Iraqi Constitution

A lot of news today about the development of the Iraqi Constitution, and the NYT magazine breaks down the difficulties:

For the Iraqis, the elephant in the room is the relationship between government and religion: can Iraq be a democracy and an Islamic state at the same time? When I worked as an adviser to the Iraqis who drafted last year’s interim constitution, this fraught question occupied the authors until almost the last minute. Leaked portions of the new constitution, still open to debate and revision, show that the matter remains as tricky as ever. Equality for all citizens is guaranteed, but Islamic law is also prescribed for marriage, divorce and inheritance. Of course, some elements of Islamic family law might mandate gender inequality; to address that possibility, one draft reportedly provides that religion would trump equality if the two conflict.

These tentative efforts to reconcile Islam and democratic equality ensure that future Iraqi legislators and jurists will have to figure out just what it means to treat Islam as ”a source of law” or, perhaps, ”a main source.” At this time, it is simply not possible to work out Iraq’s religious identity without alienating either clerics or secular rights organizations.

It has been slow going, and the WaPo is reporting that several of the authors are contemplating a delay:

Drafters of Iraq’s new constitution said Sunday they were considering a 30-day extension, in a potentially serious setback to a U.S. push to complete the charter on time.

The debate over extending the Aug. 15 deadline for drafting a new constitution came amid reports Sunday of continuing insurgent violence. At least 10 people were reported killed, including five U.S. soldiers who died in roadside bombings in Baghdad Saturday. U.S. Marines said they killed “several” insurgents early Sunday in a battle in western Iraq that involved U.S. aircraft and tanks.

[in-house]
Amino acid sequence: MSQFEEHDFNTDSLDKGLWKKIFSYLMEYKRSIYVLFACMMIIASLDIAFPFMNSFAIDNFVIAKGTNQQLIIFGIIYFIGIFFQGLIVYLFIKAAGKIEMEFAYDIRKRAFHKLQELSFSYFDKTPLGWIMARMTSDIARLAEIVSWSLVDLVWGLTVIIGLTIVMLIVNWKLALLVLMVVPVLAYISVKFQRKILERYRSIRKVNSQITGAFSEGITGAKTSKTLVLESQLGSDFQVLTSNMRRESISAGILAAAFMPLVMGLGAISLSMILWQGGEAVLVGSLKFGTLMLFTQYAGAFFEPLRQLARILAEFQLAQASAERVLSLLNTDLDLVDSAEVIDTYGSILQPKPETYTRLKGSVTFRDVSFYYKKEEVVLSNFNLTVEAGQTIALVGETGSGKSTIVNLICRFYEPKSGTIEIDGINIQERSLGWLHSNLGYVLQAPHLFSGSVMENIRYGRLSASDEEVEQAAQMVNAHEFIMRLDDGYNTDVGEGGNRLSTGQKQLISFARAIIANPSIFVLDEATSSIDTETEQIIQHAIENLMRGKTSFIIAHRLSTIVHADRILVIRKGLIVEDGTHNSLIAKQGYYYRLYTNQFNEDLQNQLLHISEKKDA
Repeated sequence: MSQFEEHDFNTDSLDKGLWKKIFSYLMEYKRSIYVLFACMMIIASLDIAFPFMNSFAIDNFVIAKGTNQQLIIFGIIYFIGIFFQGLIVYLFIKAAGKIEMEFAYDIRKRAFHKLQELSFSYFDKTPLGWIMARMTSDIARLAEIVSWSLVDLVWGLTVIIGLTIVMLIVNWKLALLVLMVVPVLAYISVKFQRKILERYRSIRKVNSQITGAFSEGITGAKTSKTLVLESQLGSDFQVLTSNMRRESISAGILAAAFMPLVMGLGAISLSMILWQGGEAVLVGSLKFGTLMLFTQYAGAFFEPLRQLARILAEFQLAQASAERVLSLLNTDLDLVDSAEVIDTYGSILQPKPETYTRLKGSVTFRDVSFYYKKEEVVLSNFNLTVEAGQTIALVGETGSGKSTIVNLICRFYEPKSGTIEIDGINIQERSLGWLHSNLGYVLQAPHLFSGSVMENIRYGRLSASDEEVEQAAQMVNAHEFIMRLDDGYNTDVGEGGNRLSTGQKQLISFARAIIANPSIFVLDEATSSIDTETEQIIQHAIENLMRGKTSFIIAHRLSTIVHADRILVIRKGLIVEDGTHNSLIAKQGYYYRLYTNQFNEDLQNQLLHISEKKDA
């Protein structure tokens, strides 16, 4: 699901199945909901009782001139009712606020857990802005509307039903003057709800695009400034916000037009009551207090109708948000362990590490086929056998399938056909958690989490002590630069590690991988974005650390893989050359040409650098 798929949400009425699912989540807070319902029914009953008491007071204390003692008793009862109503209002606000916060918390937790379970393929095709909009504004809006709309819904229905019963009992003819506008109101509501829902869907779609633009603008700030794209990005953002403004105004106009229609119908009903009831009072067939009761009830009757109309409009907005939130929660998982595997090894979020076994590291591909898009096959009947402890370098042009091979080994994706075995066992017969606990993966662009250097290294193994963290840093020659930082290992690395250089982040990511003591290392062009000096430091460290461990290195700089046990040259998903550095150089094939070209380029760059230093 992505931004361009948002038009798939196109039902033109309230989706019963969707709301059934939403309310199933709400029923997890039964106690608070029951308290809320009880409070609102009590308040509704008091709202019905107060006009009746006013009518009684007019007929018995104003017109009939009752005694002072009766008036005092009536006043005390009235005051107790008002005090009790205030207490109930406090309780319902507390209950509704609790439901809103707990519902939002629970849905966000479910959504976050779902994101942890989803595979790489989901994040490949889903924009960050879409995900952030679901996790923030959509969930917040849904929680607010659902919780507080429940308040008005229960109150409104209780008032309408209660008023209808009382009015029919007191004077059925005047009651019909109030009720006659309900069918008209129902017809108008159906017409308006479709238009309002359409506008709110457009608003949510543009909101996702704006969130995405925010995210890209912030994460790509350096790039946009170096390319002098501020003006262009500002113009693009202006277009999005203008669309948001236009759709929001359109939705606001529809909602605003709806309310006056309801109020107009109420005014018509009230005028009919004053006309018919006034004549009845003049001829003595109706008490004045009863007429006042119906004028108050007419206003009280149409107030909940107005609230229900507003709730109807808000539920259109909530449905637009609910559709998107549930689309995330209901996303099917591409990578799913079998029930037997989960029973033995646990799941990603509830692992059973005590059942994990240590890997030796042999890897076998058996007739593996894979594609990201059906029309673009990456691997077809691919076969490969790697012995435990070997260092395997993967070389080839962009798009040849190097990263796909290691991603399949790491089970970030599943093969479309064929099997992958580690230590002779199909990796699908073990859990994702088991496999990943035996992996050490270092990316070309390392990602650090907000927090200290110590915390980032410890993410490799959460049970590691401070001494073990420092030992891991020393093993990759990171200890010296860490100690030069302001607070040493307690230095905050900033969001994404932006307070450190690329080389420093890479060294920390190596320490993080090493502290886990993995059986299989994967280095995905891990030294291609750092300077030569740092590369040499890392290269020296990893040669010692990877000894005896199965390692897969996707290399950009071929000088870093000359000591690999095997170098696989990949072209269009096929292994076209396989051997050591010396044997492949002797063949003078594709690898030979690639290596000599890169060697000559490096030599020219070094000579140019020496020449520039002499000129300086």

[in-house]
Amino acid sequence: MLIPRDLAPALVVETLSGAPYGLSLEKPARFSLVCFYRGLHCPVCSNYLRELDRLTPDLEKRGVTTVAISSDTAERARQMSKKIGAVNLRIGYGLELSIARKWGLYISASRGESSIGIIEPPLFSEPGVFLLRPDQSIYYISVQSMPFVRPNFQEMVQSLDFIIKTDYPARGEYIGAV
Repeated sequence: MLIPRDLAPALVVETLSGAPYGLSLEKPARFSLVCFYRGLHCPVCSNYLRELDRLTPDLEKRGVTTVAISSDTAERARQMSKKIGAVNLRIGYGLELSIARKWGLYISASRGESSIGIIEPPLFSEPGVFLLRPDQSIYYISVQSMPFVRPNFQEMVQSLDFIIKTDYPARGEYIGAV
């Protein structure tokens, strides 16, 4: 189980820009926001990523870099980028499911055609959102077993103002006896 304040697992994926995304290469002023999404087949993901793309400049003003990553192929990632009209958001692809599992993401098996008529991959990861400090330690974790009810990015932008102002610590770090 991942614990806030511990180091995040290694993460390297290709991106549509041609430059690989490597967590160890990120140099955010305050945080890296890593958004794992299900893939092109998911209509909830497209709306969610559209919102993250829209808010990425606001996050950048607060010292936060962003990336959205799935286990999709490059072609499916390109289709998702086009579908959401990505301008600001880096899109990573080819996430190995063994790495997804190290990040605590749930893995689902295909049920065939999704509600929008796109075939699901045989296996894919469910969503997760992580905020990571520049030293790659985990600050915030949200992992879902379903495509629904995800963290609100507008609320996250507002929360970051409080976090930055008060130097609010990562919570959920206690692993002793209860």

Defense Secretary Donald H. Rumsfeld had made a special trip to Baghdad on Wednesday to press for completion of the constitution by the deadline, tying it to Washington’s hopes for significant spring troop withdrawals.

But Iraq’s Shiite Arabs, Kurds and Sunni Arabs have been unable to reach agreement on topics including a Kurdish-led push for a regionally-driven system of federal government.

Under an Iraqi timetable, any request to extend the deadline for writing the constitution must be submitted the National Assembly, or parliament, by Aug. 1.

Bahaa Araji, a Shiite delegate, said constitutional committee members had decided to ask for a 30-day extension. Araji said the 30-day delay represented a compromise with delegates of the Kurdish minority, whom he said initially had demanded a six-month postponement.

“Tomorrow this request will be presented to the National Assembly, and we hope they approve it,” Araji said. The Associated Press also quoted the committee chairman, Humam Hammoudi, as saying a 30-day extension would be sought. Hammoudi later denied making such a statement.

And Reuters news agency later quoted Araji as denying that an extension had been agreed upon. Delegates were still discussing it, Araji said.

I think the appropriate way to examine this is in the context of the entire reconstruction. This is a marathon, and while the development of the Iraqi Consitution is an important milestone (just like th January vote), the race will go on. The question is, which mile-marker is this?

Let’s just hope the Constitution is one they can live with, and things get better.

2 replies
  1. 1
    jg says:

    The should put in an establishment clause. Then two hundred years from now they can debate what the intent was.

  2. 2
    W.B. Reeves says:


    This is really whistling past the graveyard. If the Iraqi’s do not ratify a Democratic, Moderate and Secular Constitution, then what have we spent all this blood and treasure for?

    A quasi fundamentalist Iraq cannot serve as bulwark against Jihadist terror anymore than it can serve as a beacon of “enlightenment” to the rest of the countries in the region.

    If we are going to argue that we are planting a seed that will bear fruit in the years and decades ahead, we’re back on the terrain of incrementalism rather than bold strokes.

    In which case, why did we go to war in the first place?

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